This Inventor Hopes to Reduce Asthma Attacks in Children

By Adem Lewis / in , , , , , , , , , , , , , , , , , , , /

Asthma affects about 340 million people worldwide. It can definitely be fatal, unfortunately. The very first time I had an asthma attack, I think I was about four years old. I just remember being in my parents bedroom and kind of walking around the bed, and being confused. I was crying because I didn’t know what was going on, and I couldn’t breathe properly. It is a very helpless feeling. Extremely helpless and hopeless that you cannot actually help your child. My dad took me to the GP, and the GP explained, “Your child’s airway should be about this, but right now it’s like this. So if you try to breathe through clenched fists, it’ll be quite hard and that’s what your child is experiencing right now.” I think she chose to do Respia because of her own experience with asthma. I understand the challenges that I faced when growing up, and the challenges that my parents faced how to treat and give me the right medication. I took her cough just a light cold. I didn’t realize this was asthma. Obviously it was an emergency situation, and we would’ve benefitted greatly from the monitoring. It would’ve saved me a lot of anguish… having gone through that for my child. That definitely would’ve reduced how many asthma attacks I had, and perhaps even stopped me going to the hospital a couple of different times. It could’ve been really tragic… Yes. So… I wanted to design a product that helps manage and prevent asthma attacks or hospitalizations. I saw this amazing opportunity to help out people in a way that’s really significant. Respia is a three-part system. We have the wearable patch that monitors the acoustic signs of exacerbation in the lungs. We have the smartphone app that prompts parents if there are exacerbations. And there’s also a smart-inhaler that tracks which medication you took at what time and how many doses… and it’s all automatic. Wearable technology like Respia has the potential to save lives by identifying changes in asthma control in patients who are too young to tell us about these symptoms. There is a huge gap in the market for preventative therapies. All there is right now is predominantly reactive methods to asthma. So if you can pick up an asthma attack early enough, you can completely negate having that asthma attack. We are still in the research and development stage. We are currently in the process of raising capital. The biggest hurdles are going to be clinical studies. Not only is it expensive, but all the applications and all the forms you have to do are extremely rigorous. The Dyson Award definitely gave a platform and a voice in an industry where you as a graduate often can’t be heard. When we’re pitching to investors or to anyone who’s interested… medical professionals… and they see the little James Dyson logo, it always opens up another conversation. Respia has a whole lot of promise. It’s worth the hard work that the entire team behind it is putting in. Personal experience and technical ability puts her in a perfect position, I think, to actually carry this through. We’re definitely rocking the boat. It’s our goal to create the best user experience and solution for this particular problem that has been severely under-addressed.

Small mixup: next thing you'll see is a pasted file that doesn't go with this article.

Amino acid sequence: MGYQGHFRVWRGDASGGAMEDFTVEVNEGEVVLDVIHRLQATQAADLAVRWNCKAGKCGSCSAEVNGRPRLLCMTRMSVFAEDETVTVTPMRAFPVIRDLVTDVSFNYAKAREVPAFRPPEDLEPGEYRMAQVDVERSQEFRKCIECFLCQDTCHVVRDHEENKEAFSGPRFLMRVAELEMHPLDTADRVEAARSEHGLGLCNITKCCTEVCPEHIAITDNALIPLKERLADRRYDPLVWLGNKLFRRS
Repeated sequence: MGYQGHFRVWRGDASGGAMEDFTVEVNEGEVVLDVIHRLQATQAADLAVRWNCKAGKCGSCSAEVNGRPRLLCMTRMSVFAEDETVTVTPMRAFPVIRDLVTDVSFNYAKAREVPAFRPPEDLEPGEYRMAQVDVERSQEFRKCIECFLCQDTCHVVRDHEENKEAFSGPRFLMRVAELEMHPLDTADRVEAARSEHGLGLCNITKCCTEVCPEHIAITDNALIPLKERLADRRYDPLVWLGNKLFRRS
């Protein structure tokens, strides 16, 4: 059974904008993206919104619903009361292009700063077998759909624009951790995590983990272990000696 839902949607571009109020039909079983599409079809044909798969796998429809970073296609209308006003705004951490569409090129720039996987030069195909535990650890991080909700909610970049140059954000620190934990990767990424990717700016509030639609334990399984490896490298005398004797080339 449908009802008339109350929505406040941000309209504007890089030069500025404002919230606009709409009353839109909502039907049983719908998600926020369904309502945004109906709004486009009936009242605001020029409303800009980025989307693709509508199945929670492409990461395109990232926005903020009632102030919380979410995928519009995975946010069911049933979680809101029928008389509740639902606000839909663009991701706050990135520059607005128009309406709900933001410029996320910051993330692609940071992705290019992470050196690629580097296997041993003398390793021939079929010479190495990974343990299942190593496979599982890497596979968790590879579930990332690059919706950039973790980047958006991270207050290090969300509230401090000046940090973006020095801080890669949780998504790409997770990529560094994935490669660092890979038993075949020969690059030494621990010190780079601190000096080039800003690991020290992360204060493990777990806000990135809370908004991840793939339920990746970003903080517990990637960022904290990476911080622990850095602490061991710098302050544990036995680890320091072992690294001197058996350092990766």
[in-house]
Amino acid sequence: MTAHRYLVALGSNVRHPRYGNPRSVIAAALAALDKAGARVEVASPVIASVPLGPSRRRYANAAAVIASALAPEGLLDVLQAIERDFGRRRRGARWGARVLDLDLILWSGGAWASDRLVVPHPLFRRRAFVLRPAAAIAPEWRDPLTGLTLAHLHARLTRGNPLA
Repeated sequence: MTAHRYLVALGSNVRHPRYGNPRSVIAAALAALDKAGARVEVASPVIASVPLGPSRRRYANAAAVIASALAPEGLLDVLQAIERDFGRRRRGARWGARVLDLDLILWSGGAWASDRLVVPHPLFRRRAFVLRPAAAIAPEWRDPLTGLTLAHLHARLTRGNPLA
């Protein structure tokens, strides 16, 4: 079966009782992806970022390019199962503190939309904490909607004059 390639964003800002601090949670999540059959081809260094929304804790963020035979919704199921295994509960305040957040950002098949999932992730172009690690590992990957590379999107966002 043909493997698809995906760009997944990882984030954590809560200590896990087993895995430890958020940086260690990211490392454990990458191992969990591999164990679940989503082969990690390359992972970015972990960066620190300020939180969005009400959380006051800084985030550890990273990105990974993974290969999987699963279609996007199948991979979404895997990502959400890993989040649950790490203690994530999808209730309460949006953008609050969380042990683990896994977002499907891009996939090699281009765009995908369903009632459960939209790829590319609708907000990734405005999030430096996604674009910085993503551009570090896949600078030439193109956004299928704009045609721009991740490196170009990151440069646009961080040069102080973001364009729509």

7 thoughts on “This Inventor Hopes to Reduce Asthma Attacks in Children

  1. That would be so nice to have this technology available for children and teens like me. My attacks tend to be really severe and long-lasting so preventing those would just be wonderful.

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